McGrady & McGrady, L.L.P.

McGrady & McGrady, L.L.P.

Protecting Your Rights Since 1973

Not driving distracted doesn’t just mean putting down the phone

When you think of a distracted driver, you probably imagine someone with their eyes on the phone in their hand instead of the road in front of them.

That’s with good reason, distracted driving behaviors have climbed alongside cellphone use. However, it’s not the only way for drivers to lose their focus on the road.

The three kinds of distraction

Most drivers assume distracted driving means taking your eyes off the road ahead of you. And while, yes, that is an extremely common and dangerous form of distraction, it’s far from the only one.

In fact, there are three kinds of distracted driving that can put yourself and your passengers at risk:

1) Visually distracted

As the name implies, this means taking your eyes off the road for any reason. It may not seem like a big deal to glance away for an instant, but five seconds at 55 miles per hour takes you the length of a football field.

Common activities that take your eyes off the road include cellphone use (of course). Looking at traffic accidents on the shoulder of the road or watching your GPS also counts.

2) Manually distracted

This form of distraction involves taking your hands off the wheel. While the old driving method of nine-to-three is outdated, you should still keep your hands on the steering wheel at all times. This gives you the best chance to react to unexpected obstacles.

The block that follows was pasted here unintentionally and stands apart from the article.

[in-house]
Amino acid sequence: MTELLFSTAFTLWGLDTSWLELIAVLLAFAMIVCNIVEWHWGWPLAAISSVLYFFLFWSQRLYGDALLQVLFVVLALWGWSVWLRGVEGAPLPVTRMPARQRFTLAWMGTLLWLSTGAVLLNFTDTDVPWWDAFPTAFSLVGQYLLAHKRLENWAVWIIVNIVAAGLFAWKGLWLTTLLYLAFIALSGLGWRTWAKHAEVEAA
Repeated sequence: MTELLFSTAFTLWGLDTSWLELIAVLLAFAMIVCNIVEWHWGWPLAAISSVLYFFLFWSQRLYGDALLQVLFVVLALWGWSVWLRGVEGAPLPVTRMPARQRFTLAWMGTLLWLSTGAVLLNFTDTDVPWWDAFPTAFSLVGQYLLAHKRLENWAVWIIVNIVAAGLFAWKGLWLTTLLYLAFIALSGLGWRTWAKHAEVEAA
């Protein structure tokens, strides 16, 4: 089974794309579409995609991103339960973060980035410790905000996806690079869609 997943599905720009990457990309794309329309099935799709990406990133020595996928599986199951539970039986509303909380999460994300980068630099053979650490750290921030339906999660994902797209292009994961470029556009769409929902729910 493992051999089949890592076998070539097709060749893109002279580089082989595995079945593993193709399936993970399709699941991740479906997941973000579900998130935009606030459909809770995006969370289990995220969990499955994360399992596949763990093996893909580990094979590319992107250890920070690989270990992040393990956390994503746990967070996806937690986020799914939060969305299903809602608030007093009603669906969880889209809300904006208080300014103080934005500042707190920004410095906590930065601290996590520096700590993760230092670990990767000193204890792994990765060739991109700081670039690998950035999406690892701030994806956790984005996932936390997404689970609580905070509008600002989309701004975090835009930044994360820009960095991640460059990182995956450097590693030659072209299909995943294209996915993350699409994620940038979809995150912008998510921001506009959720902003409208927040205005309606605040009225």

Some ways people become manually distracted include: changing climate controls in the car, changing radio stations or music or eating and drinking while driving.

3) Cognitively distracted

Perhaps the most abstract form of distraction, cognitive distraction is when your mind isn’t really on the task of driving. It means you aren’t fully aware of factors like the road condition or changing weather.

There are several ways someone can find themselves distracted mentally, including being preoccupied with family or work stress, talking to a passenger or on the phone and focusing on a podcast or book on tape.

Keeping Virginia roads safe

Everyone deserves to arrive at their destination and by actively focusing on avoiding distractions you can play a part in keeping our roads safe.

If you are aware of the potential for distraction, you can recognize the behavior in yourself and your loved ones. Unfortunately, many drivers do not consider these distractions when on the road. If you are in an accident because of a distracted driver, a knowledgeable attorney can help.

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